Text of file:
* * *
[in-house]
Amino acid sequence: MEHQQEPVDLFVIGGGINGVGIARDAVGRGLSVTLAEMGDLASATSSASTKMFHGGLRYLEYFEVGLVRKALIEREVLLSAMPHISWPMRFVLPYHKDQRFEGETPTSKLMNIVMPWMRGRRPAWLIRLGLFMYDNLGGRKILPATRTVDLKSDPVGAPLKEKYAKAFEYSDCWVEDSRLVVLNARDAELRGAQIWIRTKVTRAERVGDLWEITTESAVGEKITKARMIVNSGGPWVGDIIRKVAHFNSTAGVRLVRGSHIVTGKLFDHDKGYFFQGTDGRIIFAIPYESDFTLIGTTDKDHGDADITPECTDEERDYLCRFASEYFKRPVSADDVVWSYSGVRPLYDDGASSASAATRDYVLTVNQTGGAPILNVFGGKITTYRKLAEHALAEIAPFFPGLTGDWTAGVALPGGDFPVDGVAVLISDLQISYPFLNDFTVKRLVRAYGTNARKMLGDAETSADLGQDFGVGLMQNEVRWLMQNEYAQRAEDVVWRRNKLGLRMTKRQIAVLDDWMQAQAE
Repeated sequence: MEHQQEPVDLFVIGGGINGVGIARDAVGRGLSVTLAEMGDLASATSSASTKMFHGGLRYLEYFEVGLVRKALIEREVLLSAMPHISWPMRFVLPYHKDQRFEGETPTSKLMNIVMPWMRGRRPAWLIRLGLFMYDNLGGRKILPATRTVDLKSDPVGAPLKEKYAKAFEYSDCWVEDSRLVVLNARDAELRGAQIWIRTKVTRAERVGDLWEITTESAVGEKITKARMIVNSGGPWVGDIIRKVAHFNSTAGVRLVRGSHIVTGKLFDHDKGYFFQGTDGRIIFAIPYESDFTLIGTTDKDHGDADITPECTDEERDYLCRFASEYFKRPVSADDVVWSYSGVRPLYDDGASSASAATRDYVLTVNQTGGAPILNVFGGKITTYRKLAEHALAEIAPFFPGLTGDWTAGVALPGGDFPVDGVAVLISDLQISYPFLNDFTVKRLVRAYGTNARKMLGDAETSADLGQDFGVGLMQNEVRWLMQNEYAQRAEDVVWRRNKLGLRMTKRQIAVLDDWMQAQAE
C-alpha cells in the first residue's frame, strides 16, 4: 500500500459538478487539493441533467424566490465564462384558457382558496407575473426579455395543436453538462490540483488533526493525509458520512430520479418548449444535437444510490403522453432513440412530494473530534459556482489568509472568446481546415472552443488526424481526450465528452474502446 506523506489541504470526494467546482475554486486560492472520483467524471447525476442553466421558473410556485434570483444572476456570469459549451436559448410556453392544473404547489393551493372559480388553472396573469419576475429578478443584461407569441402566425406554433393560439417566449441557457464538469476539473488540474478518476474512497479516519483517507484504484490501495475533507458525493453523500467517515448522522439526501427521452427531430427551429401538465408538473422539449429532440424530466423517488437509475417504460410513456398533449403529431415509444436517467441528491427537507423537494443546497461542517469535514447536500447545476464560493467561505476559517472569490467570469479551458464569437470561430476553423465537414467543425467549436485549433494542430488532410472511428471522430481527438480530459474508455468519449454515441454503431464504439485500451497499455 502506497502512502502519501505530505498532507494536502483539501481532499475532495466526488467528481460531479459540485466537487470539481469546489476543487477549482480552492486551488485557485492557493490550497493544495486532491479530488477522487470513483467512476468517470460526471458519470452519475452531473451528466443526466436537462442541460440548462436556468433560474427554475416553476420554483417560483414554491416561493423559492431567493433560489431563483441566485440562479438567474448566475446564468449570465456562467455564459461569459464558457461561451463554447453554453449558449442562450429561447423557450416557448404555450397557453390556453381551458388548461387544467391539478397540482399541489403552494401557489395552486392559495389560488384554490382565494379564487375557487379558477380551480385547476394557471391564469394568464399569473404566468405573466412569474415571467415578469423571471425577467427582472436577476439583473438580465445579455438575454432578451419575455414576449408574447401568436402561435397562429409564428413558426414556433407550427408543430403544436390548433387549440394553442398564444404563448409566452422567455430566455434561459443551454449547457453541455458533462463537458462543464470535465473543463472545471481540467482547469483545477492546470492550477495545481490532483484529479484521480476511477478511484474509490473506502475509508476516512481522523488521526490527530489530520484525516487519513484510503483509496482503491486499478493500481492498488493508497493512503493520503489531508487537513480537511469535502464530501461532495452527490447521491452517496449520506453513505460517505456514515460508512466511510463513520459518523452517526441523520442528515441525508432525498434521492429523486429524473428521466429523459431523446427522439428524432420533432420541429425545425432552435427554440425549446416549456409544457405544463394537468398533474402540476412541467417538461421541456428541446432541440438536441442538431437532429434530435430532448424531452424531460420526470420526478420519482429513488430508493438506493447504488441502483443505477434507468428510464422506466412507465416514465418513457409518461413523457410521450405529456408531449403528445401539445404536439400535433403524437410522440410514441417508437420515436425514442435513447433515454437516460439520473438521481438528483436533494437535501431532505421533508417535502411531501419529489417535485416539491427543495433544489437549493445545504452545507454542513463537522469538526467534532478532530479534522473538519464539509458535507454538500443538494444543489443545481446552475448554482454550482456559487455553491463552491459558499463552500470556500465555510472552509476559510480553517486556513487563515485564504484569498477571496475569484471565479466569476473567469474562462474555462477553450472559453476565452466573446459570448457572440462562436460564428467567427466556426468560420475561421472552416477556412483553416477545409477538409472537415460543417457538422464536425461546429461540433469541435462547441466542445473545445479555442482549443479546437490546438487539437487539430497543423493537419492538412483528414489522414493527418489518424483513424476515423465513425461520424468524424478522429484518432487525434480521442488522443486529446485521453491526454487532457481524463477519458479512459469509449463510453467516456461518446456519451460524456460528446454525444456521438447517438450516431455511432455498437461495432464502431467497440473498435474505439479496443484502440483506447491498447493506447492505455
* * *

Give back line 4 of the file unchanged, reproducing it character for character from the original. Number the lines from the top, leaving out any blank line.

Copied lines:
C-alpha cells in the first residue's frame, strides 16, 4: 500500500459538478487539493441533467424566490465564462384558457382558496407575473426579455395543436453538462490540483488533526493525509458520512430520479418548449444535437444510490403522453432513440412530494473530534459556482489568509472568446481546415472552443488526424481526450465528452474502446 506523506489541504470526494467546482475554486486560492472520483467524471447525476442553466421558473410556485434570483444572476456570469459549451436559448410556453392544473404547489393551493372559480388553472396573469419576475429578478443584461407569441402566425406554433393560439417566449441557457464538469476539473488540474478518476474512497479516519483517507484504484490501495475533507458525493453523500467517515448522522439526501427521452427531430427551429401538465408538473422539449429532440424530466423517488437509475417504460410513456398533449403529431415509444436517467441528491427537507423537494443546497461542517469535514447536500447545476464560493467561505476559517472569490467570469479551458464569437470561430476553423465537414467543425467549436485549433494542430488532410472511428471522430481527438480530459474508455468519449454515441454503431464504439485500451497499455 502506497502512502502519501505530505498532507494536502483539501481532499475532495466526488467528481460531479459540485466537487470539481469546489476543487477549482480552492486551488485557485492557493490550497493544495486532491479530488477522487470513483467512476468517470460526471458519470452519475452531473451528466443526466436537462442541460440548462436556468433560474427554475416553476420554483417560483414554491416561493423559492431567493433560489431563483441566485440562479438567474448566475446564468449570465456562467455564459461569459464558457461561451463554447453554453449558449442562450429561447423557450416557448404555450397557453390556453381551458388548461387544467391539478397540482399541489403552494401557489395552486392559495389560488384554490382565494379564487375557487379558477380551480385547476394557471391564469394568464399569473404566468405573466412569474415571467415578469423571471425577467427582472436577476439583473438580465445579455438575454432578451419575455414576449408574447401568436402561435397562429409564428413558426414556433407550427408543430403544436390548433387549440394553442398564444404563448409566452422567455430566455434561459443551454449547457453541455458533462463537458462543464470535465473543463472545471481540467482547469483545477492546470492550477495545481490532483484529479484521480476511477478511484474509490473506502475509508476516512481522523488521526490527530489530520484525516487519513484510503483509496482503491486499478493500481492498488493508497493512503493520503489531508487537513480537511469535502464530501461532495452527490447521491452517496449520506453513505460517505456514515460508512466511510463513520459518523452517526441523520442528515441525508432525498434521492429523486429524473428521466429523459431523446427522439428524432420533432420541429425545425432552435427554440425549446416549456409544457405544463394537468398533474402540476412541467417538461421541456428541446432541440438536441442538431437532429434530435430532448424531452424531460420526470420526478420519482429513488430508493438506493447504488441502483443505477434507468428510464422506466412507465416514465418513457409518461413523457410521450405529456408531449403528445401539445404536439400535433403524437410522440410514441417508437420515436425514442435513447433515454437516460439520473438521481438528483436533494437535501431532505421533508417535502411531501419529489417535485416539491427543495433544489437549493445545504452545507454542513463537522469538526467534532478532530479534522473538519464539509458535507454538500443538494444543489443545481446552475448554482454550482456559487455553491463552491459558499463552500470556500465555510472552509476559510480553517486556513487563515485564504484569498477571496475569484471565479466569476473567469474562462474555462477553450472559453476565452466573446459570448457572440462562436460564428467567427466556426468560420475561421472552416477556412483553416477545409477538409472537415460543417457538422464536425461546429461540433469541435462547441466542445473545445479555442482549443479546437490546438487539437487539430497543423493537419492538412483528414489522414493527418489518424483513424476515423465513425461520424468524424478522429484518432487525434480521442488522443486529446485521453491526454487532457481524463477519458479512459469509449463510453467516456461518446456519451460524456460528446454525444456521438447517438450516431455511432455498437461495432464502431467497440473498435474505439479496443484502440483506447491498447493506447492505455